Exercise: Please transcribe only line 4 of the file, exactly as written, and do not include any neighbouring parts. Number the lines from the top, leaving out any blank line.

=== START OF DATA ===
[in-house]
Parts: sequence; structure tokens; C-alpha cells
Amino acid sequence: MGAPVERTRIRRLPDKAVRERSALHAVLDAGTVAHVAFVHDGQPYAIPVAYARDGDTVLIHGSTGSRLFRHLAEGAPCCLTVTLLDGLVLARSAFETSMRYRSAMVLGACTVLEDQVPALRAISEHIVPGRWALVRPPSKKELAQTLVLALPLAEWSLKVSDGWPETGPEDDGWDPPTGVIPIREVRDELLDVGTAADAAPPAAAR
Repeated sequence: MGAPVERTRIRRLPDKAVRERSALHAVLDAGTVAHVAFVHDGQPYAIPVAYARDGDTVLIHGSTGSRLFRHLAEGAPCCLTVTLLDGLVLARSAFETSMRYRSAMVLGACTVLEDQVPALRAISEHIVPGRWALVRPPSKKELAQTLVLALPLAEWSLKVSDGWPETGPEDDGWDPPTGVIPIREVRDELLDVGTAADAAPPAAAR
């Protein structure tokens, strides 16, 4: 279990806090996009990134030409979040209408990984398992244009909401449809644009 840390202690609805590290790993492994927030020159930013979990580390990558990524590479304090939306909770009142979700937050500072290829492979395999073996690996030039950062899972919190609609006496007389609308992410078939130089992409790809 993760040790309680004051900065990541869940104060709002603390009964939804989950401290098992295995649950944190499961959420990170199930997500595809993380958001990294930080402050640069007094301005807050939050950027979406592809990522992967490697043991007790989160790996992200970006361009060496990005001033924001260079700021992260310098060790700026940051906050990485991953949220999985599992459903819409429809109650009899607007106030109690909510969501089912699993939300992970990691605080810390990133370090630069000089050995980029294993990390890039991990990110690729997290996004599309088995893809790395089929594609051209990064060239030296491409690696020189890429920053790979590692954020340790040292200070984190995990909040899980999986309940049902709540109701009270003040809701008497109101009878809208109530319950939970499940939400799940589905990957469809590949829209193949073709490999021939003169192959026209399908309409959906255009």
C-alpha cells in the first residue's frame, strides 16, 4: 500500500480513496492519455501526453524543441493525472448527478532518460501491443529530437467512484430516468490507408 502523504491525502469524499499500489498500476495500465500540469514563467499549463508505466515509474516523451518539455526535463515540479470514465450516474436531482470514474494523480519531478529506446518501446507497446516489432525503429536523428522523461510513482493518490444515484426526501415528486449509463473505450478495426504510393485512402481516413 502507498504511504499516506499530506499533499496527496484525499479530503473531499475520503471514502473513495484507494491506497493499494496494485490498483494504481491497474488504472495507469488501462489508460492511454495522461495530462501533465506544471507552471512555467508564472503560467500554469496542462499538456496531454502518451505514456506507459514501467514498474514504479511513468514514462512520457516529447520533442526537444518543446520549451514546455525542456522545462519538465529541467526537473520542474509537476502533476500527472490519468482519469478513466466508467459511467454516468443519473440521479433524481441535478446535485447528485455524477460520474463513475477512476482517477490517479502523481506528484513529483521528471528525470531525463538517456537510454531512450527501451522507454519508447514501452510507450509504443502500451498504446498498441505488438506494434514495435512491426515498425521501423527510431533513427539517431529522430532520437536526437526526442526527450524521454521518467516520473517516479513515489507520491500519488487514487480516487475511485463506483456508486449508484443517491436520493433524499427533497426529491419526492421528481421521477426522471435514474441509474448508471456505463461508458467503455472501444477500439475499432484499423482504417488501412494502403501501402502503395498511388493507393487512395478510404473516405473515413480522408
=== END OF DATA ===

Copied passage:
Repeated sequence: MGAPVERTRIRRLPDKAVRERSALHAVLDAGTVAHVAFVHDGQPYAIPVAYARDGDTVLIHGSTGSRLFRHLAEGAPCCLTVTLLDGLVLARSAFETSMRYRSAMVLGACTVLEDQVPALRAISEHIVPGRWALVRPPSKKELAQTLVLALPLAEWSLKVSDGWPETGPEDDGWDPPTGVIPIREVRDELLDVGTAADAAPPAAAR